What should I do after receiving interrogatories in aid of execution? How? 5 Answers as of August 28, 2015

I have a judgment against me that is not mine and I am getting harassed by NCO portfolio.

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The Law Office of Darren Aronow, PC
The Law Office of Darren Aronow, PC | Darren Aronow
Then we could sue them for harassment, these types of lawsuits you get damage awards and the creditor pays your legal fees.
Answer Applies to: New York
Replied: 8/28/2015
Law Office of Michael Johnson
Law Office of Michael Johnson | Michael Johnson
You should consult with an attorney.
Answer Applies to: Florida
Replied: 8/28/2015
Ronald K. Nims LLC | Ronald K. Nims
Since you're a judgment debtor, your creditor has every right to send interrogatories and you'll be in contempt of court, if you don't answer them (or worse, it's perjury if you lie on them). You should talk to an attorney who can explain your options.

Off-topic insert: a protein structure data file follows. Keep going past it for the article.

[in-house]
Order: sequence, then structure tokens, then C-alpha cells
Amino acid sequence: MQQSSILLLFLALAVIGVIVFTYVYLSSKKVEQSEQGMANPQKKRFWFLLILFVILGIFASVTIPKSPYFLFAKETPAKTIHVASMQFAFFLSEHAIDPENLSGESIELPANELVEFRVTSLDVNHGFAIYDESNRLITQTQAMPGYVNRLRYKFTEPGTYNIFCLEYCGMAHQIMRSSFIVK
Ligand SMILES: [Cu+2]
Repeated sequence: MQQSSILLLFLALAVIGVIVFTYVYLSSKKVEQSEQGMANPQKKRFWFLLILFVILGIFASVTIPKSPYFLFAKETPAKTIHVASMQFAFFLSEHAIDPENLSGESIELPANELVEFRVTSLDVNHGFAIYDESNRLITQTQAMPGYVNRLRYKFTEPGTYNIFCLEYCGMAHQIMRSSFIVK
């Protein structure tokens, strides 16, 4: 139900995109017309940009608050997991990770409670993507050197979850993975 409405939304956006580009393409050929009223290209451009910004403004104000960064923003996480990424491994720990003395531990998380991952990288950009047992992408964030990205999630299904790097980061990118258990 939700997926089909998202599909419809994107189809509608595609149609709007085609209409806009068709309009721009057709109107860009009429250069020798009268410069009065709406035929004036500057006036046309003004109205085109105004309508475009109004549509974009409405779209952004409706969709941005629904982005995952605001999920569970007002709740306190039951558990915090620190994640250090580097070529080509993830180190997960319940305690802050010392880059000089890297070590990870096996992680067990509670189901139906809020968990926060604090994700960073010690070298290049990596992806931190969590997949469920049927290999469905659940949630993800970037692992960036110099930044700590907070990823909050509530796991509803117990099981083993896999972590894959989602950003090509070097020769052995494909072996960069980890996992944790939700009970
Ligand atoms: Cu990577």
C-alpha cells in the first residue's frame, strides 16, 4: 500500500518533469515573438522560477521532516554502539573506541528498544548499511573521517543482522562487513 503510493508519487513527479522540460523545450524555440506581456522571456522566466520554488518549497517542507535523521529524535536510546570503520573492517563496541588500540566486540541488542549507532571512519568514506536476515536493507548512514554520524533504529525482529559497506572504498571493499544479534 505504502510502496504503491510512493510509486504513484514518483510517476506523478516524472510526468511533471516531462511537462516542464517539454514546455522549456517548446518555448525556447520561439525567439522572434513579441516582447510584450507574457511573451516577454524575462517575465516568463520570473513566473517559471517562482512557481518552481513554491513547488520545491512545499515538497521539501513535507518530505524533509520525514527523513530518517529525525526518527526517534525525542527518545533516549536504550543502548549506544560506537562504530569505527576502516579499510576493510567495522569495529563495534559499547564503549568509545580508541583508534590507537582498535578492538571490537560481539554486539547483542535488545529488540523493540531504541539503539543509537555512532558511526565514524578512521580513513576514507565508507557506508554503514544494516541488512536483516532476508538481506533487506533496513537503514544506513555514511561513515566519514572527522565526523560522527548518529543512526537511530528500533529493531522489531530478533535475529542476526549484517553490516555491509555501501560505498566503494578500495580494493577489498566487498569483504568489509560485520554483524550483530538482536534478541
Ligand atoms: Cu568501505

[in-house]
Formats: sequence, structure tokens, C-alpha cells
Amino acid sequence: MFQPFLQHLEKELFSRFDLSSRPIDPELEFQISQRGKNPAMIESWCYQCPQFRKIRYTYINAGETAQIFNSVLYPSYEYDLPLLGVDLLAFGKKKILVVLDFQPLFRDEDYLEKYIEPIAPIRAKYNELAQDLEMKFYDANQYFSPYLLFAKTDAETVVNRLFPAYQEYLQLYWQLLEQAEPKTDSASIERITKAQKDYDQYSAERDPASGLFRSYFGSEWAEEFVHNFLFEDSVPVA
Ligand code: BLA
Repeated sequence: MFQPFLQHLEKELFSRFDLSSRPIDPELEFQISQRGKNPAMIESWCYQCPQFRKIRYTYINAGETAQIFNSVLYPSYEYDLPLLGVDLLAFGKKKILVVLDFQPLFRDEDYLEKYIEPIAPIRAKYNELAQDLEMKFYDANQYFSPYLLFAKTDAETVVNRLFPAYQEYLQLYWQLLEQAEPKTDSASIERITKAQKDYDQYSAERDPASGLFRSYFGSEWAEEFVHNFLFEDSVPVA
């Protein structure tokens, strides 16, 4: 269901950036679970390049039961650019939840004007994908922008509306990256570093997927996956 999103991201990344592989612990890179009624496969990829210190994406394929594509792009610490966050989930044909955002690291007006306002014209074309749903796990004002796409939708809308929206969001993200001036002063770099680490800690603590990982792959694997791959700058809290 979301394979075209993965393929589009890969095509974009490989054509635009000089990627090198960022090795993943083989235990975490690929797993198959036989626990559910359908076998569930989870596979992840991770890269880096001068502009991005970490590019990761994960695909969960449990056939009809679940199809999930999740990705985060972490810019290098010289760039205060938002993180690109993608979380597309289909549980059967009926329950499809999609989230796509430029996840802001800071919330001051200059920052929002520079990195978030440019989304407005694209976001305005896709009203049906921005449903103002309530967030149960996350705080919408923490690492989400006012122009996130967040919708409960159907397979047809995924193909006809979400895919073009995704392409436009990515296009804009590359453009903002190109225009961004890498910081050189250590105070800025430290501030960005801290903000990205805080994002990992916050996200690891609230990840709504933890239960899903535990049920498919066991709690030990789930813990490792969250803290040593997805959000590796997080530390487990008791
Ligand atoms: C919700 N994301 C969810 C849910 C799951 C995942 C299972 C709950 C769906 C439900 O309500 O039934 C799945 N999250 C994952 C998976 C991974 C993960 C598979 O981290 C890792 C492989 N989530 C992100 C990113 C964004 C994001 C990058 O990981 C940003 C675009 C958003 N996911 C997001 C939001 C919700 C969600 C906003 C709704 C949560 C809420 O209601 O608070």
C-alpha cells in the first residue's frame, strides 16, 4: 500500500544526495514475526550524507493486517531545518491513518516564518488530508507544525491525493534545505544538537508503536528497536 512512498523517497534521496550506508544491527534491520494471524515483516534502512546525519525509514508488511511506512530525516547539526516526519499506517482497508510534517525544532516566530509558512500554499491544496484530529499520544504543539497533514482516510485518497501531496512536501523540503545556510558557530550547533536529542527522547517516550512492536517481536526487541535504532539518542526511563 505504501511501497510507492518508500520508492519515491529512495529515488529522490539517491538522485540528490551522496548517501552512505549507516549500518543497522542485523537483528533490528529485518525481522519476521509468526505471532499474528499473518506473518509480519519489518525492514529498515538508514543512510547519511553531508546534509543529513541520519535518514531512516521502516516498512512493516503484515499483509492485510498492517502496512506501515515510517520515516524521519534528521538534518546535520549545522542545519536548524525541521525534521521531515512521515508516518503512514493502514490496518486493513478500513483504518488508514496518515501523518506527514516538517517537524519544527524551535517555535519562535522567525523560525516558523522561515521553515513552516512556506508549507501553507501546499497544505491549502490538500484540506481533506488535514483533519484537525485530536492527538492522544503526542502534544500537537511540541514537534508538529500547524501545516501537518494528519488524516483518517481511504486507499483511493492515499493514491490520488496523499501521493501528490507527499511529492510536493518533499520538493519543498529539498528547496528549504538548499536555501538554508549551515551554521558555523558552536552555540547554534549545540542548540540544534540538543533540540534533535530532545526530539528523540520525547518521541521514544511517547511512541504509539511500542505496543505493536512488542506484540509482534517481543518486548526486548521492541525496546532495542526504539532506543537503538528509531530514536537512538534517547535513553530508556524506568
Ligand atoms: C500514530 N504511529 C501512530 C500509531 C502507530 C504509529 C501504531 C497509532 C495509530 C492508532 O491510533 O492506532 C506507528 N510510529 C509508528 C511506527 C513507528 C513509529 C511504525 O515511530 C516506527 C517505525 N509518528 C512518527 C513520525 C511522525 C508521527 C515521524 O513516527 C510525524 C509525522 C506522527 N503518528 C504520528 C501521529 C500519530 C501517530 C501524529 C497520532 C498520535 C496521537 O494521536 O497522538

Answer Applies to: Ohio
Replied: 8/27/2015
Janet A. Lawson Bankruptcy Attorney
Janet A. Lawson Bankruptcy Attorney | Janet Lawson
You need to see a lawyer NOW.
Answer Applies to: California
Replied: 8/27/2015
Richard B. Jacobson & Associates, LLC | Richard B. Jacobson
Get back to the court commissioner or over court officer that is responsible for the underlying case. Send him or her a detailed and polite letter explaining the real facts. Send a copy to the collection lawyer on the other side at the same time you send your letter to the court commissioner or judge. Include copies of any and all documentation you have that will help to show that they are mistaken. It would not hurt to hire a lawyer who is well-versed in collection law; the collection people are probably violating one or another law or regulation.
Answer Applies to: Wisconsin
Replied: 8/27/2015
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